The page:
Hopes for a brisk return to health in the U.S. labor market and commercial real estate were dealt a setback Friday morning when the Bureau of Labor Statistics (BLS) reported that non-farm payrolls fell by a worse than expected 263,000 in September. The consensus among economists prior to release of the jobs report had been for non-farm payrolls to drop by approximately 175,000.

“The report suggests that it doesn’t look like it’s going to be a vigorous recovery. It does look like a jobless recovery,” says Robert Bach, chief economist with real estate services provider Grubb & Ellis. “As far as commercial real estate, it suggests the leasing markets are not close to a bottom yet.”

The national unemployment rate rose one-tenth of a percentage point and now stands at 9.8%, a 26-year high. Since December 2007, total non-farm payrolls have fallen by 7.2 million. The number of persons classified as long-term unemployed — those jobless for 27 weeks or more — rose by 450,000 to 5.4 million.

Already suffering under the weight of rising vacancies, falling revenues and a crippling credit crunch, the latest BLS report adds insult to injury for the commercial real estate sector.

“It is the No.1 indicator, especially in terms of demand for office space,” says Bach of the jobs report. “For retail it’s important because people can’t do home equity withdrawals anymore. Their stock portfolios are down. Wages are it — that’s where spending comes from now.”

The weak employment report is a setback for apartment owners and operators. “New college graduates can’t find jobs. The storyline there is that they will either move home or get roommates,” says Bach.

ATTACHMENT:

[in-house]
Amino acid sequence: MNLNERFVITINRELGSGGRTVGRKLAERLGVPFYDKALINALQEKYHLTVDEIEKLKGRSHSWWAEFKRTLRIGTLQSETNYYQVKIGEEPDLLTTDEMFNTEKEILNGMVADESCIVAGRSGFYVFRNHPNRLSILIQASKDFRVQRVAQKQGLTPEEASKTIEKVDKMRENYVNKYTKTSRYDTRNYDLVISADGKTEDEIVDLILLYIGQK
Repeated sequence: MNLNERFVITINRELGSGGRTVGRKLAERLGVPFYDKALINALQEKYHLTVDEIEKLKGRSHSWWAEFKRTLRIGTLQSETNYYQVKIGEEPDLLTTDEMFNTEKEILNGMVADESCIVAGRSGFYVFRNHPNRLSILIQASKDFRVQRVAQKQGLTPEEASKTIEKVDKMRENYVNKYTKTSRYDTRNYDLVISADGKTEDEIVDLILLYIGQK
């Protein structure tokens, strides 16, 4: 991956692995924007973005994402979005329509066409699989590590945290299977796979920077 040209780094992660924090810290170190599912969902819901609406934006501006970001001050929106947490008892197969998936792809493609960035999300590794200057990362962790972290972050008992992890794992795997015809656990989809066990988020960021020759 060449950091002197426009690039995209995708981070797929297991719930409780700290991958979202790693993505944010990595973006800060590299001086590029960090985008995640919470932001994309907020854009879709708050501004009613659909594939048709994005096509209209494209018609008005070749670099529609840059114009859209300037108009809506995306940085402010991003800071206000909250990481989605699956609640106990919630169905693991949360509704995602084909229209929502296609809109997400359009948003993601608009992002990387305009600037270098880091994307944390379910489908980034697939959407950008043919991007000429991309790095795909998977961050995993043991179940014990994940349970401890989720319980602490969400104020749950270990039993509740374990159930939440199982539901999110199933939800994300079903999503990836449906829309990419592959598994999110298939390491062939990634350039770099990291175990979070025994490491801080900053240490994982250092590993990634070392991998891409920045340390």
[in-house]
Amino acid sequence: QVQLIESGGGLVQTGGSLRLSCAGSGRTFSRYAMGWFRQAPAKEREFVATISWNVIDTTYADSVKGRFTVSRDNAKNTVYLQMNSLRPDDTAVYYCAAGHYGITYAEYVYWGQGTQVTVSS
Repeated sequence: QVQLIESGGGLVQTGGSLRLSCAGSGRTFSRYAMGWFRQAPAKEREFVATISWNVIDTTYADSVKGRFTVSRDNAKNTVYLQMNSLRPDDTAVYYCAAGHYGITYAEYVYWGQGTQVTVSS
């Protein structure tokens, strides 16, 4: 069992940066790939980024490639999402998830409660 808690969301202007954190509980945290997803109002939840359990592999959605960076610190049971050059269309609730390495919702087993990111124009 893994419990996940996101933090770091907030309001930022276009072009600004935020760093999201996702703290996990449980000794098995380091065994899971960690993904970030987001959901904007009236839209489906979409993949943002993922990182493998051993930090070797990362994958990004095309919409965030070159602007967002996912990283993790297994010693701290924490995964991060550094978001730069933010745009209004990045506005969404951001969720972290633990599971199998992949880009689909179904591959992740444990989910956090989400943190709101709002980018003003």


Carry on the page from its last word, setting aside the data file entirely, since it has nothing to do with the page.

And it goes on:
The disappointing jobs report also hurts the industrial warehouse sector because employment losses have a negative impact on consumer spending. “That can translate into slower growth of imports, which is not good for activity in port markets,” according to Bach.

The leisure and hospitality segment, which has already contracted sharply due to a reduction in room demand, took a hit in September with total employment falling by 9,000.

While job losses of any magnitude are not good news, Bach points to some mitigating factors:

--On a quarterly basis, the trend continues to be that the rate of job losses is slowing. During the first quarter of 2009, monthly job losses averaged 691,000. In the second quarter, monthly job losses averaged 428,000. The third quarter showed significant improvement with job losses averaging 256,000 per month. Those totals are still subject to revision. --The health care sector continues to grow, adding 19,200 jobs in September. Since 1990, the sector has suffered a net job loss in only one month, July 2003. The health care segment has added 559,000 jobs since the beginning of the recession, according to BLS. --While painful for Main Street, a sluggish labor market is a key ingredient to maintaining lower interest rates, oil prices and inflation.

Analysts can take some solace in the data regarding temporary workers. A decline in the number of temporary workers is a precursor to permanent layoffs. Conversely, a rise in the number of temporary jobs tends to occur before permanent hiring.

While the total number of temporary workers did fall by 1,700 to 1,736,600 in September, that’s the smallest decline this year, says Bach, and a positive sign for the employment market as a whole.